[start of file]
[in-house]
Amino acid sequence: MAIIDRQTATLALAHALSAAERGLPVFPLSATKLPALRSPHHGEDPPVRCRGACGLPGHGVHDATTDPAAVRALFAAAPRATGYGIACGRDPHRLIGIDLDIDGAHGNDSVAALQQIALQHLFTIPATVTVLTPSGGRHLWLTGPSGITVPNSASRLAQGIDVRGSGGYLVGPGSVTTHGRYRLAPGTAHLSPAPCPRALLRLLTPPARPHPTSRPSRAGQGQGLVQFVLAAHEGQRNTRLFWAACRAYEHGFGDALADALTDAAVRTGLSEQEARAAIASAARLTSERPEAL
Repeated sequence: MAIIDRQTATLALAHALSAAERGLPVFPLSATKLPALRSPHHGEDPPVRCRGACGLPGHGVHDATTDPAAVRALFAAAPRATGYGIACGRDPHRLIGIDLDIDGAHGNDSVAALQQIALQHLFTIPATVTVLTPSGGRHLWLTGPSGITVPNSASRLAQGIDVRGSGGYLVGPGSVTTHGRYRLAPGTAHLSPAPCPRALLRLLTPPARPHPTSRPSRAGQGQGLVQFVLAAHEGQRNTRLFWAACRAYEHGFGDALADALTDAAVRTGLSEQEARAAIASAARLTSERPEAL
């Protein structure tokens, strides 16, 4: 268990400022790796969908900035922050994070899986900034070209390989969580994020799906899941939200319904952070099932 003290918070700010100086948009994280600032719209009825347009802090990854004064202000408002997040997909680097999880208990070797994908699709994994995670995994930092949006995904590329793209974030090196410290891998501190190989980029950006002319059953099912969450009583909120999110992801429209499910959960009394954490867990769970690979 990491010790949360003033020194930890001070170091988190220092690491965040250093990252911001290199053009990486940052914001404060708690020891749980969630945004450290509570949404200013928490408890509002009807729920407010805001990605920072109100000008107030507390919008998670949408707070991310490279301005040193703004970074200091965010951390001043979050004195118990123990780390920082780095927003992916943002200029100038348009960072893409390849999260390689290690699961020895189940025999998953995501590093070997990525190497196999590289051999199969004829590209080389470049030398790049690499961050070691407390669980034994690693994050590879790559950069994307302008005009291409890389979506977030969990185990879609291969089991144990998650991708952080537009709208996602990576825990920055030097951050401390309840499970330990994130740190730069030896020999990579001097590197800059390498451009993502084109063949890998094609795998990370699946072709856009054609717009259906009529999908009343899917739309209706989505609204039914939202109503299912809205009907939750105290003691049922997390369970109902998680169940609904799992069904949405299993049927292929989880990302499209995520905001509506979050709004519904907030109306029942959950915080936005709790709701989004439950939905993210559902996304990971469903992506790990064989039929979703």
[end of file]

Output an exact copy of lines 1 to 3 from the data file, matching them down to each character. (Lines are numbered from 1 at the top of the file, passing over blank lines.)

[in-house]
Amino acid sequence: MAIIDRQTATLALAHALSAAERGLPVFPLSATKLPALRSPHHGEDPPVRCRGACGLPGHGVHDATTDPAAVRALFAAAPRATGYGIACGRDPHRLIGIDLDIDGAHGNDSVAALQQIALQHLFTIPATVTVLTPSGGRHLWLTGPSGITVPNSASRLAQGIDVRGSGGYLVGPGSVTTHGRYRLAPGTAHLSPAPCPRALLRLLTPPARPHPTSRPSRAGQGQGLVQFVLAAHEGQRNTRLFWAACRAYEHGFGDALADALTDAAVRTGLSEQEARAAIASAARLTSERPEAL
Repeated sequence: MAIIDRQTATLALAHALSAAERGLPVFPLSATKLPALRSPHHGEDPPVRCRGACGLPGHGVHDATTDPAAVRALFAAAPRATGYGIACGRDPHRLIGIDLDIDGAHGNDSVAALQQIALQHLFTIPATVTVLTPSGGRHLWLTGPSGITVPNSASRLAQGIDVRGSGGYLVGPGSVTTHGRYRLAPGTAHLSPAPCPRALLRLLTPPARPHPTSRPSRAGQGQGLVQFVLAAHEGQRNTRLFWAACRAYEHGFGDALADALTDAAVRTGLSEQEARAAIASAARLTSERPEAL